White responded to Roper by stating, "Obviously, we have a difference," but she concluded that she is open to studying the issue further, and she will. (This is an example of the value of following the advisory committee's activities, because for anyone who is interested in the implementation of the JOBS Act, either from the promotional or the investor protection standpoint, the Chairman's comments would be very significant.)

Recommendation on Data Tagging: The Investor as Owner Subcommittee, chaired by Anne Sheehan, offered a three-part recommendation to establish "a culture of smart disclosure" to consider the impact on smaller issuers and to list specific data for priority. The purpose of the recommendation is to make data more accessible to investors at a reasonable cost, and the recommendation was approved unanimously.

Recommendation on Universal Proxy: The Investor as Owner Subcommittee also presented a recommendation to adopt a universal proxy form. This is an idea that would only be of significant interest to large institutional investors and activist investors. The SEC might hold a roundtable this fall to air the arcane issues as to how voting for boards of directors would be structured. This recommendation was also adopted unanimously.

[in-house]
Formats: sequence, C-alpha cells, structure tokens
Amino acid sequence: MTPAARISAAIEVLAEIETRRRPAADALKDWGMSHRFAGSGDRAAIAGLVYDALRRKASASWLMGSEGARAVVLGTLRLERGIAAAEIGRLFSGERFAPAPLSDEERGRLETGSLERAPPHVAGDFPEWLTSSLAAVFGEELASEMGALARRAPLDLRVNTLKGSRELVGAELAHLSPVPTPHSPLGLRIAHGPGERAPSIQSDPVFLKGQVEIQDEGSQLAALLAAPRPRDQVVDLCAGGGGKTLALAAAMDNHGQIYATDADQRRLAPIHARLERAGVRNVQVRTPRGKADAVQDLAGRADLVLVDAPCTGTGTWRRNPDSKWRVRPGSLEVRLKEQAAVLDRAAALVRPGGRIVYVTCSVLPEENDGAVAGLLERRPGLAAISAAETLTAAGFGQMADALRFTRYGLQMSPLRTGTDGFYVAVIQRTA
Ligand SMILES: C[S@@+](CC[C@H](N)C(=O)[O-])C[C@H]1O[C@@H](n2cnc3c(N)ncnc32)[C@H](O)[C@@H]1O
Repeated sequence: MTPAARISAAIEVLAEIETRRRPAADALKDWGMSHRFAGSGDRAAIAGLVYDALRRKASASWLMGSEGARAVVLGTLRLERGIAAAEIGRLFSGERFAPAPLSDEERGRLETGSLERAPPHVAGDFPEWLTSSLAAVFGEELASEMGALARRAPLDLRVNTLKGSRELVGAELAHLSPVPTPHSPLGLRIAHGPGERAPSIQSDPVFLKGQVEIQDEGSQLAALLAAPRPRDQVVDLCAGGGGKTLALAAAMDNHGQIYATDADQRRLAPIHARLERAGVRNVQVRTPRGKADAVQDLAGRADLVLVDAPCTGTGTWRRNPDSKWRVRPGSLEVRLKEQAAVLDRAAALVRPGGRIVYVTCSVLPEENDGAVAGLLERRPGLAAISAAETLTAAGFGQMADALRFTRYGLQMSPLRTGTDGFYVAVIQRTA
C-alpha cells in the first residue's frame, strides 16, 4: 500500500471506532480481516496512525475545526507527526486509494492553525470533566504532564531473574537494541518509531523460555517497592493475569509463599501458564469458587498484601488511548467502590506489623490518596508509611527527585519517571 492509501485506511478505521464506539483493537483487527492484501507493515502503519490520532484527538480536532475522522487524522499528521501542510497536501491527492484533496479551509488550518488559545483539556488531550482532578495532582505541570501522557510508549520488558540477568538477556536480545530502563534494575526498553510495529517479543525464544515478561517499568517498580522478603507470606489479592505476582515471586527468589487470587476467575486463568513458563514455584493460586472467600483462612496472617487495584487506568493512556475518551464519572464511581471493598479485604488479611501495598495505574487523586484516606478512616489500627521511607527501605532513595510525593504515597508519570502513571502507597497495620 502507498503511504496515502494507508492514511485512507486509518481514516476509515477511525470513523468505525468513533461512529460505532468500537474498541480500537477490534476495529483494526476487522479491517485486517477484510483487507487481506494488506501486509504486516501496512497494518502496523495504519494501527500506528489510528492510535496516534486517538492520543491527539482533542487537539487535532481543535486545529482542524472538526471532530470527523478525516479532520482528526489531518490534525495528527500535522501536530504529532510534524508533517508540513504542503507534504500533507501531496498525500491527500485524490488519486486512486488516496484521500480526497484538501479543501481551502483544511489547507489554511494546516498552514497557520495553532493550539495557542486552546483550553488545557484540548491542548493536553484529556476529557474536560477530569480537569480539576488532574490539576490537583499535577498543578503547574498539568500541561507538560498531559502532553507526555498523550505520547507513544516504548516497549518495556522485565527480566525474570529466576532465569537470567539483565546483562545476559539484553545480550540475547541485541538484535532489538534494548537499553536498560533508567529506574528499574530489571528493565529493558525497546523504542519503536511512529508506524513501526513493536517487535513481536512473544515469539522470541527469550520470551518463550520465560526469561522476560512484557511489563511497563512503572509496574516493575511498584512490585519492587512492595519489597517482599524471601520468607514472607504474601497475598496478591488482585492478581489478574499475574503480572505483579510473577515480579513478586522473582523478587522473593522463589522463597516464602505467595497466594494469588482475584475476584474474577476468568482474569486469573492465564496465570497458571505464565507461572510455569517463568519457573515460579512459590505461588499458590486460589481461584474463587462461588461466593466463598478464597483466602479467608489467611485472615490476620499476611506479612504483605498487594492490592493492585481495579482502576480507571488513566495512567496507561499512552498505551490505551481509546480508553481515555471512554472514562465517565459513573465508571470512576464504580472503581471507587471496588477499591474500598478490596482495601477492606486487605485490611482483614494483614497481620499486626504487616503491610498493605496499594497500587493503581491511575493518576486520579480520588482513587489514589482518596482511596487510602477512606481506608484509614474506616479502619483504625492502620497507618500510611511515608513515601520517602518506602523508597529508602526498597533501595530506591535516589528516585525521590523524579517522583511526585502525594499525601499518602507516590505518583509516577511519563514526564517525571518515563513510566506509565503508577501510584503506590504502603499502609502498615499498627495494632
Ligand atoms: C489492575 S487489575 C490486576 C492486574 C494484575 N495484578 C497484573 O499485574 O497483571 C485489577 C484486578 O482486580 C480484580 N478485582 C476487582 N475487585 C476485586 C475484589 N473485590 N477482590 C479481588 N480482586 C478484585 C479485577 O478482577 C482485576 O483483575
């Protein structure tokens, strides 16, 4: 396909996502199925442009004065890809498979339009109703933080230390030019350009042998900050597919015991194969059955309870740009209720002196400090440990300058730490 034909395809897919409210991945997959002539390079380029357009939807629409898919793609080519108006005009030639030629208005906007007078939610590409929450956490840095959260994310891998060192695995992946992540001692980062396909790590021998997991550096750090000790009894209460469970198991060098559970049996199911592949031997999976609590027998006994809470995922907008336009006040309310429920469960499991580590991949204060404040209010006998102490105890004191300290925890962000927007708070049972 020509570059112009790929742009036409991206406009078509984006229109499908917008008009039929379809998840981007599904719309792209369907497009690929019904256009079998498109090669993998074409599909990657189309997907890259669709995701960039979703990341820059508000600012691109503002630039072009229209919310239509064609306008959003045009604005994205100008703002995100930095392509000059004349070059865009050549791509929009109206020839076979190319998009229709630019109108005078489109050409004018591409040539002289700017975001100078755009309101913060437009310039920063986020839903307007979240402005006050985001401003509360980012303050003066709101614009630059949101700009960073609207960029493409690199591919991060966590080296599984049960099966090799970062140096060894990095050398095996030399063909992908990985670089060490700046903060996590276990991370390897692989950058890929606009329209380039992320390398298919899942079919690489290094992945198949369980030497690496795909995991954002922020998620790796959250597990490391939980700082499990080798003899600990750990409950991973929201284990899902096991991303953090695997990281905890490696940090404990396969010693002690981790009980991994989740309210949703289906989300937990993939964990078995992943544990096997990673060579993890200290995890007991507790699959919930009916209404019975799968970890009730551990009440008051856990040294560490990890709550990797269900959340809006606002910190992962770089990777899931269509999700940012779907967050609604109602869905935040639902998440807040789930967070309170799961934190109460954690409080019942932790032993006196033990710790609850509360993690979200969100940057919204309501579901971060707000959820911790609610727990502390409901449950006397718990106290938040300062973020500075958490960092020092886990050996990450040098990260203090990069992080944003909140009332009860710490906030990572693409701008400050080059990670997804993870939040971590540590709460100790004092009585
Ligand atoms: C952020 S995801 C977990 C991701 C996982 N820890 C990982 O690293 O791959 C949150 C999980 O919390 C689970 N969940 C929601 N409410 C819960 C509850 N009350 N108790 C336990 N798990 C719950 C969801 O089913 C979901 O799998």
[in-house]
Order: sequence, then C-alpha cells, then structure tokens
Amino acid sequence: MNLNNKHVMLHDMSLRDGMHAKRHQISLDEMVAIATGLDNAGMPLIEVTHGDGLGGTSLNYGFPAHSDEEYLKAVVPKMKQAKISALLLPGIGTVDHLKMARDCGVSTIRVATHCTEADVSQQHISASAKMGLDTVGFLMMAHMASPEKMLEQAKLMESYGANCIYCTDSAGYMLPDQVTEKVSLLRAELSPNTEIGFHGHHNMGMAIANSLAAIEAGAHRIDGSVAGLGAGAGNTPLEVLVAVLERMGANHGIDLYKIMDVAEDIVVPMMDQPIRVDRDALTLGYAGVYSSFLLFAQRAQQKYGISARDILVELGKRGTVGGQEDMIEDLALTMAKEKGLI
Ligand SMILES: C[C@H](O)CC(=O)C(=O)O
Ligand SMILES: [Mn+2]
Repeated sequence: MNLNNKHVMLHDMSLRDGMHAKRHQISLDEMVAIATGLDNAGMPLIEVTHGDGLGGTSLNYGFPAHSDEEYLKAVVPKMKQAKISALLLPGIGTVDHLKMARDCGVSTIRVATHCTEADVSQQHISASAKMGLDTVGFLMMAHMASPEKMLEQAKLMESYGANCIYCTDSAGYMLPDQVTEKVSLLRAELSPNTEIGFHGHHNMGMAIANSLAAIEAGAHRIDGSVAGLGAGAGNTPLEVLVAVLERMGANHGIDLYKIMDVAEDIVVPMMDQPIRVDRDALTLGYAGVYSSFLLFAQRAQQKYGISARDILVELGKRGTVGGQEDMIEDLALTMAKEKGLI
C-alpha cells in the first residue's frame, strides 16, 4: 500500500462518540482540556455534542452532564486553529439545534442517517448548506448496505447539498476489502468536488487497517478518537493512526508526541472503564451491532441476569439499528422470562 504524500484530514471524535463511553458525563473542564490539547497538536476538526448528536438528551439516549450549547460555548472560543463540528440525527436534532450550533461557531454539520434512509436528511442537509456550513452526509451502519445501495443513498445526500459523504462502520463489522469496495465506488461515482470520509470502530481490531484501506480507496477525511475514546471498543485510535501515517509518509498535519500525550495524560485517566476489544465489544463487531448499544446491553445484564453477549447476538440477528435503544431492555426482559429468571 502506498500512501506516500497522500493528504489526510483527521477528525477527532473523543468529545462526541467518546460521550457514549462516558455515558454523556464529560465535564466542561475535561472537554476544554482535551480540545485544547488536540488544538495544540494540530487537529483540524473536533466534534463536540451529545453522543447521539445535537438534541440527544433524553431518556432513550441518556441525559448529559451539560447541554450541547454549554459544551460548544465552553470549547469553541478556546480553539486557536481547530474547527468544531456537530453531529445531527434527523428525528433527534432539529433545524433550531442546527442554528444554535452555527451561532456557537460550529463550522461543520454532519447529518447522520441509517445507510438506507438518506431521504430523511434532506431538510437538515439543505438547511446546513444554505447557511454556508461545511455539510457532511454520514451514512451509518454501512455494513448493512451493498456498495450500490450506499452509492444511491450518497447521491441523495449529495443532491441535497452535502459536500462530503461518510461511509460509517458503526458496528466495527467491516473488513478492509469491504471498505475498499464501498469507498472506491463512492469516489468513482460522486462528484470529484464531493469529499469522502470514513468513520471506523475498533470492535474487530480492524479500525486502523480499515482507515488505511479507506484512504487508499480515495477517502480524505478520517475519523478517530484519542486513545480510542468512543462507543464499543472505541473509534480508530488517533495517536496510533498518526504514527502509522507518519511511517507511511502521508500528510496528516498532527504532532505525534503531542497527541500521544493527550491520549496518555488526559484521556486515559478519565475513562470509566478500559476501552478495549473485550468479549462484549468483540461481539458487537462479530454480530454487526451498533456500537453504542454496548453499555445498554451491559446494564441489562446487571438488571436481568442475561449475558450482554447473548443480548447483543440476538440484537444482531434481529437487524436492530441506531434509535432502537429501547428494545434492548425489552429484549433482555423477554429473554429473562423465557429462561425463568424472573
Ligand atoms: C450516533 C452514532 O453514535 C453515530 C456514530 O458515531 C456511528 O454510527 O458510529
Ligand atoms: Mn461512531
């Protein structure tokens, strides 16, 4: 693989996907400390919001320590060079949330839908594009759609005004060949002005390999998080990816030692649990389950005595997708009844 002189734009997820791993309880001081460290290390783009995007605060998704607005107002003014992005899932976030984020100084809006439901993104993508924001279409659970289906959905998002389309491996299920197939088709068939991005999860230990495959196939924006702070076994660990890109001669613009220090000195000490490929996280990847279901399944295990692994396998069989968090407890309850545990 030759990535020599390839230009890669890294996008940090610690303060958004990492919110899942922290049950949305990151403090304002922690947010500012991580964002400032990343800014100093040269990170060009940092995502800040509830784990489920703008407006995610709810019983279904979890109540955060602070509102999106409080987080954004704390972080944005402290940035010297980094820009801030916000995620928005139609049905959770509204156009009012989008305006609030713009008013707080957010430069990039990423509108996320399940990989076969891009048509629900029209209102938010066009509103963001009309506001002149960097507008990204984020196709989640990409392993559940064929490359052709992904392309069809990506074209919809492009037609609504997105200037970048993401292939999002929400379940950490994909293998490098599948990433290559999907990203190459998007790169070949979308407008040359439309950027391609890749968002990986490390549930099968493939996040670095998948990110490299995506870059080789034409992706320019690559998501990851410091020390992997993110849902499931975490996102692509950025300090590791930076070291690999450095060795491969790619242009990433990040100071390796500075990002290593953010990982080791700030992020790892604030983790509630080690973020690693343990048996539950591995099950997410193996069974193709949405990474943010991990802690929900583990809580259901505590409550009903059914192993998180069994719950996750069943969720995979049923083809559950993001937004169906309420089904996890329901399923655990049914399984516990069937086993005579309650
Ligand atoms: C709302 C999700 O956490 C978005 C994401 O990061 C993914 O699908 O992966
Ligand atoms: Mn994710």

Pending Recommendation on Fiduciary Duty: There was extended discussion of a recommendation to establish a single standard for both broker-dealers and investment advisers, because investors are confused and tend not to realize what the standard is, as broker-dealers have migrated into the investment adviser space. The industry claims to support a single standard, but all sides realize this is an extremely controversial topic now under consideration by both the Department of Labor and the SEC.